The Hollywood actress beat ultra-slim stars including Kate Moss, Victoria Beckham and Miranda Kerr to the title, suggesting that the nation's obsession with size zero might be on the decline...
...Debenhams, which commissioned the survey, now predicts a trend towards the fuller figure and last season it reported a 58 per cent increase in sales of bust-boosting bikinis.
Sasha Nagalingham, a spokesperson for the store said: 'With the average cup size of the list going from a C to a D in just one year, they are proof that a voluptuous figure is even more desirable that ever before."
"The breasts are...an external symbol of a woman's gender, and we need and want that affirmation,"
"...At one conference, Alex Kuczynski recalls a sales rep explaining that women prefer the breast implants that look the most rounded, the most unrealistic: ”’I don’t know why, but they like the fake shape,’ the salesman says, bouncing a breast implant in his hand. It makes gentle thwack-thwack noises as it lands, bonds briefly with his sweaty palm, and lifts up with a slight sucking noise.”..."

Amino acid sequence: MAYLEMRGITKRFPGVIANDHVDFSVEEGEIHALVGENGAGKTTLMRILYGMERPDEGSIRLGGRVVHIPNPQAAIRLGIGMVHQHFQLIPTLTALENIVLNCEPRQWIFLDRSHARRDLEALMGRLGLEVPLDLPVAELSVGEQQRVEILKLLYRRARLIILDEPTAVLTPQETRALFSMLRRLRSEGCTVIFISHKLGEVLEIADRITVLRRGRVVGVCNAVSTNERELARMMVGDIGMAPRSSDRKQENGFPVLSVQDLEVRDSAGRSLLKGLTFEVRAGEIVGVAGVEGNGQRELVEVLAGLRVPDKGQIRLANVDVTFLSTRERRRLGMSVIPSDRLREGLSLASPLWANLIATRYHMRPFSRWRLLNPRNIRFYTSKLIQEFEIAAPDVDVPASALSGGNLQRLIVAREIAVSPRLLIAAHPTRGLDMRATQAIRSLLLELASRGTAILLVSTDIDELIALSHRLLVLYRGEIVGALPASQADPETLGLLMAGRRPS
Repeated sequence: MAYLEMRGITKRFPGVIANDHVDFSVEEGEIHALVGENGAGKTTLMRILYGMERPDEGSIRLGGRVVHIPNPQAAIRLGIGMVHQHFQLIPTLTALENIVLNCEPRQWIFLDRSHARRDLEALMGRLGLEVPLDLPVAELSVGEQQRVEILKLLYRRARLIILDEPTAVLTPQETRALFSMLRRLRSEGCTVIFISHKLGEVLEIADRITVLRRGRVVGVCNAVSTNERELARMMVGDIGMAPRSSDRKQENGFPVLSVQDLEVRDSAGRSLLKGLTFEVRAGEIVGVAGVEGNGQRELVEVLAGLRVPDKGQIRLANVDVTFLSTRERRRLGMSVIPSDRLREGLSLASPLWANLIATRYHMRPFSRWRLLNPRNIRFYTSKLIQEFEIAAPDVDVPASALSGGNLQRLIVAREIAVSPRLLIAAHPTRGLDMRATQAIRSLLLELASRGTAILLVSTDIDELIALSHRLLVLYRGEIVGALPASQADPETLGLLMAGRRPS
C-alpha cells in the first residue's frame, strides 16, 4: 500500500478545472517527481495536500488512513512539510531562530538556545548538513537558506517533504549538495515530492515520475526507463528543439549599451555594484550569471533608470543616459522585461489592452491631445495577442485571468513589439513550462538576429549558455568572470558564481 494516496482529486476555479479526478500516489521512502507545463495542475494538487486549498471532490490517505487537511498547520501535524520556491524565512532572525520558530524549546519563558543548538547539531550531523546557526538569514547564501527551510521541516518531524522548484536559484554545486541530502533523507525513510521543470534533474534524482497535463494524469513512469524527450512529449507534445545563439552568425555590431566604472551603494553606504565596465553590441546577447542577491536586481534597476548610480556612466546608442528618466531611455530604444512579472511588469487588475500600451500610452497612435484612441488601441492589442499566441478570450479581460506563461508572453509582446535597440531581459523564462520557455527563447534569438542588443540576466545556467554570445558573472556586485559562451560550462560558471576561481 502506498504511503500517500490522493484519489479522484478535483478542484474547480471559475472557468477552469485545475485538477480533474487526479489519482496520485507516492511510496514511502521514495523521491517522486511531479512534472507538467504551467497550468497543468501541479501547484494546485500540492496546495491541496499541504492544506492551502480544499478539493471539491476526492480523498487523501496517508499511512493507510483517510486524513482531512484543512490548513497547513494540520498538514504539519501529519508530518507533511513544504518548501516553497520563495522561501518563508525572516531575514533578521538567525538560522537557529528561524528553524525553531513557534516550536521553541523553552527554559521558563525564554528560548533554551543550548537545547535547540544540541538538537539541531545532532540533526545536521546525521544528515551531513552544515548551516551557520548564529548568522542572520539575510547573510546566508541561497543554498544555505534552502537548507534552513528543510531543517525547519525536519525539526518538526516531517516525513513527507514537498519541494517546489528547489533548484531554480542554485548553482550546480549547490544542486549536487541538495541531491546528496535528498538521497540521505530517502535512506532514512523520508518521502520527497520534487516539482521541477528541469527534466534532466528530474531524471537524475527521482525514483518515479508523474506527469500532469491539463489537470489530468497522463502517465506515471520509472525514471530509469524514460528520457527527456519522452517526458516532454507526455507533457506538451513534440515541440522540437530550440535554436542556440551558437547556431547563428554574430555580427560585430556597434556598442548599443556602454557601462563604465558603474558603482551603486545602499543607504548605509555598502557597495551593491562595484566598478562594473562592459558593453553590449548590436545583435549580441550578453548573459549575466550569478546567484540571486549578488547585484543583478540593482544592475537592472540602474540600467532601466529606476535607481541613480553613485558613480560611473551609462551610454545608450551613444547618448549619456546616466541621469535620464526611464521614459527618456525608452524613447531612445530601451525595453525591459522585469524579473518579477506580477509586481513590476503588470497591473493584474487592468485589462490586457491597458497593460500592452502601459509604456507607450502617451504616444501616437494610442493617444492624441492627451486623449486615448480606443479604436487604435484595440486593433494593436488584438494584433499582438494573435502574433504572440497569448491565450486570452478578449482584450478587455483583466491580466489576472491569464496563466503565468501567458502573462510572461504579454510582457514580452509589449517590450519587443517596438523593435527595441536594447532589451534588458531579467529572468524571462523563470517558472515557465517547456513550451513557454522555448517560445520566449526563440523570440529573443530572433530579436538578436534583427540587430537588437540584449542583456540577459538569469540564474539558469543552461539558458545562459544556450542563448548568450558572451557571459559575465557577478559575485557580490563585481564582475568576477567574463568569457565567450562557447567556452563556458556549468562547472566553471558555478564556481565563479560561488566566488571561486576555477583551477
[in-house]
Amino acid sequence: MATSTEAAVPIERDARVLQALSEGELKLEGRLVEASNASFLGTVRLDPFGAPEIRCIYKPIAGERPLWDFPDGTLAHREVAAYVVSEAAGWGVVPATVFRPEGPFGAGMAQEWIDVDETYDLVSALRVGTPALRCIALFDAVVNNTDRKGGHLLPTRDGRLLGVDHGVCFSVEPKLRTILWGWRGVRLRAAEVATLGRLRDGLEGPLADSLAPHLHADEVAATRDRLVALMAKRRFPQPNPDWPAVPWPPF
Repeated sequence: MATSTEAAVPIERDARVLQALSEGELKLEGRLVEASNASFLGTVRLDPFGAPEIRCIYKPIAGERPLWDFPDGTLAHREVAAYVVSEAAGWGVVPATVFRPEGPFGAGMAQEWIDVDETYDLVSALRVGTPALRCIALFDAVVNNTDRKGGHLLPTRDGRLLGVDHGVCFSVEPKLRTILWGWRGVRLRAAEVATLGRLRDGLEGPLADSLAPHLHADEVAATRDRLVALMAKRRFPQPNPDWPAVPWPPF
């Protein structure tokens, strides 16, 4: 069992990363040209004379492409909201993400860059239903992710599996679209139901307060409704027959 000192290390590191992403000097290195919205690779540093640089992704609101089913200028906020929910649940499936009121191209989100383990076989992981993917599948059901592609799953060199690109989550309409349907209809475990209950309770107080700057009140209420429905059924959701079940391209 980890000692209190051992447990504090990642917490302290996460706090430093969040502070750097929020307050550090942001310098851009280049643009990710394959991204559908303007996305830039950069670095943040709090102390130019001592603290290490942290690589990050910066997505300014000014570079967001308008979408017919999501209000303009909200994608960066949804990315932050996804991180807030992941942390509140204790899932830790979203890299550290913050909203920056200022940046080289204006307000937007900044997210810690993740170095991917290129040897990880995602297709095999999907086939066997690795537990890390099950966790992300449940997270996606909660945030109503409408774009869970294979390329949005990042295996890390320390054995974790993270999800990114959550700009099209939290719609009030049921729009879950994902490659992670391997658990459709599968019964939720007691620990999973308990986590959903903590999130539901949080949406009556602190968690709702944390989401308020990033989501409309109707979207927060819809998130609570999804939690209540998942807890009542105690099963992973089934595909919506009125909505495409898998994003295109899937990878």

"Naomi Wolf argued that because appearance matters so much for their success — in work, love and almost everything else — women were sacrificing the gains of feminist liberation on the altar of breast implants and doomed diets."
"This year one of the most popular gifts for many young women is a bra that makes your breasts look two cup sizes bigger by pushing them up and out and together at the same time. The bra, which costs about $60, is, my teenaged daughter assures me, something that will change her life.
Why, I ask my daughter, are she and her friends so obsessed with the size and the shape of their breasts? Does it really make them feel like better people to push and pull and pad their breasts into a shape that resembles Pamela Anderson’s first set of implants?
Why, my daughter asks, would I think that she and her friends are somehow free of being judged on their appearance? Why do people always assume that things are better for women just because they have the vote or go to college? It’s clear that there is so much more pressure on young women—especially girls like her—than ever."
The late Dev Anand was asked in year 2008: "You always used to cast beautiful actresses. Who among the present lot do you find beautiful?"